Someone asked me at a recent book talk why I chose to write about hope and children in poverty. They asked whether it was frivolous to write about such a topic at a time when children are experiencing the challenges associated with poverty and economic disadvantage at high rates. As I thought about that question, I began to reflect on the stories of people I know and families I’ve worked with who, despite the challenges they experienced, were managing their lives successfully. I also reflected on popular figures who shared stories in the media about the ways in which they overcame early adversity in their lives.
As I reflected on these stories, it occurred to me that a common theme among these individuals was hope. I began to see the various ways in which hope is a highly influential and motivating force in their lives. This kind of hope is not passive—it is not merely wishing for a better life, but it is active. It involves thinking, planning, and acting on those thoughts and plans to achieve desired outcomes. It is the driving force that keeps us moving despite the adversity and allows us to adapt and to be resilient in the midst of these circumstances. In reflecting on these themes, I decided that I wanted to tell these stories and to link the stories with theoretical frameworks that help illuminate why I believe hope is so important. Most of the theories and ideas I discuss are well known to those of us who study children and families. However, it occurred to me that practitioners and policymakers may not be so familiar with these ideas and may find them useful in planning their work with children and families. My goal is to foster understandings of hope and resilience in practical terms so that together researchers, practitioners, and policymakers alike can help more children and families manage their circumstances and chart pathways toward well-being.
So when I think about a response to the question “Why focus on hope?” — I respond “Why not?” Why not focus on strengths rather than deficits? Why not focus our interventions, legislative activities, and funding priorities on processes that will motivate individuals to strive for the best outcomes for themselves and their children? In so doing, we can formulate an action agenda on behalf of children and families that first assumes they can and will succeed in rising above their circumstances.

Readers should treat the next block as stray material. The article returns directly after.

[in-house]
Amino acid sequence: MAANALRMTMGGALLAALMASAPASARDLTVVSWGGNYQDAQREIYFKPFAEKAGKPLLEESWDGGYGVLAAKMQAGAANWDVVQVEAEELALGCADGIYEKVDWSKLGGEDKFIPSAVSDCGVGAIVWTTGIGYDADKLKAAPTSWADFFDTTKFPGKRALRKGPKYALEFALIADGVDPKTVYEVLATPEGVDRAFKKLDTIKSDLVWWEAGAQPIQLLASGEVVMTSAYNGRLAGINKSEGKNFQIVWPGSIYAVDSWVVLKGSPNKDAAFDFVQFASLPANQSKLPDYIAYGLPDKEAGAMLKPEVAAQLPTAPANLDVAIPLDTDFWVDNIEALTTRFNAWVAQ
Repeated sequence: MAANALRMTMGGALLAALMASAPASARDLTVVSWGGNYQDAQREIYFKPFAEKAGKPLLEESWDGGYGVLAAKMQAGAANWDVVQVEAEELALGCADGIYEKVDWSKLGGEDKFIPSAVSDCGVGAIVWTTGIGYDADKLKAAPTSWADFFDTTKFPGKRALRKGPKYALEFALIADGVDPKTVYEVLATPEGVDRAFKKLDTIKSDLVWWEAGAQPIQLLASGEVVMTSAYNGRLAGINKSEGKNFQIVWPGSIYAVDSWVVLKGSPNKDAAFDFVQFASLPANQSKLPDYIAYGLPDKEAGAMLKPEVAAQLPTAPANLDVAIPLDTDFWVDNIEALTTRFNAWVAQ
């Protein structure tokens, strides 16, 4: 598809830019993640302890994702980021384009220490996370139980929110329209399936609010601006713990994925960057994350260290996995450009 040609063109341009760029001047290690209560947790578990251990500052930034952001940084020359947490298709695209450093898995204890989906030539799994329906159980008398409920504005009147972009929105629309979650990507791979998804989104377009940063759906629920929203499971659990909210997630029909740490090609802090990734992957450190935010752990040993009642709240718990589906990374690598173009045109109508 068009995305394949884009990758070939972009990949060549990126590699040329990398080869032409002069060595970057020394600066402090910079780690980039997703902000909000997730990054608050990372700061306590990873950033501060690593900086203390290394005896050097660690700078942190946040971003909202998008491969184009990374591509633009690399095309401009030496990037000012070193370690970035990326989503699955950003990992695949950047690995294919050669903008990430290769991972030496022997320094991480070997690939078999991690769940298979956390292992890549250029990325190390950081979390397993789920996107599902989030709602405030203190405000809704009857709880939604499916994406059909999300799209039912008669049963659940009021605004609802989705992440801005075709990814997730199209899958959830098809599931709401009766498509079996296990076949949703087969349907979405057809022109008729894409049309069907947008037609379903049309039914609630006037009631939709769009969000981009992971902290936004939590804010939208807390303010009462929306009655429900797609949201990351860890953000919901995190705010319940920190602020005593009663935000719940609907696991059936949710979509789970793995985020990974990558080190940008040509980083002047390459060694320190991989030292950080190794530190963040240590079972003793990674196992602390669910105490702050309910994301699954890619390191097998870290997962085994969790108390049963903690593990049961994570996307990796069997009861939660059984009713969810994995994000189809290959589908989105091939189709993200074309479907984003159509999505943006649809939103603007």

As I learned from the families I interviewed, success means different things to different families. For some, success is being able to keep their family together—have dinner together, talk with each other, and support each other. For other families, success means being able to be a good parent– to go to bed at night realizing that you’ve provided for your child emotionally, spiritually as well as materially, and that by doing so, your child might have an even better opportunity than you did to achieve success. These individuals are truly courageous. They have overcome many obstacles and are striving to continue along that path. There are countless other courageous individuals who may never have the opportunity to tell their stories or to have their experiences validated with concepts and theories I discuss from the psychological literature. I hope this volume will represent their lives too. I challenge those of us who work with children and families and who advocate for or legislate on their behalf, to have the courage to “ hope” and to allow that hope to be a motivating and unrelenting force in our efforts to foster resilience and well-being in these families.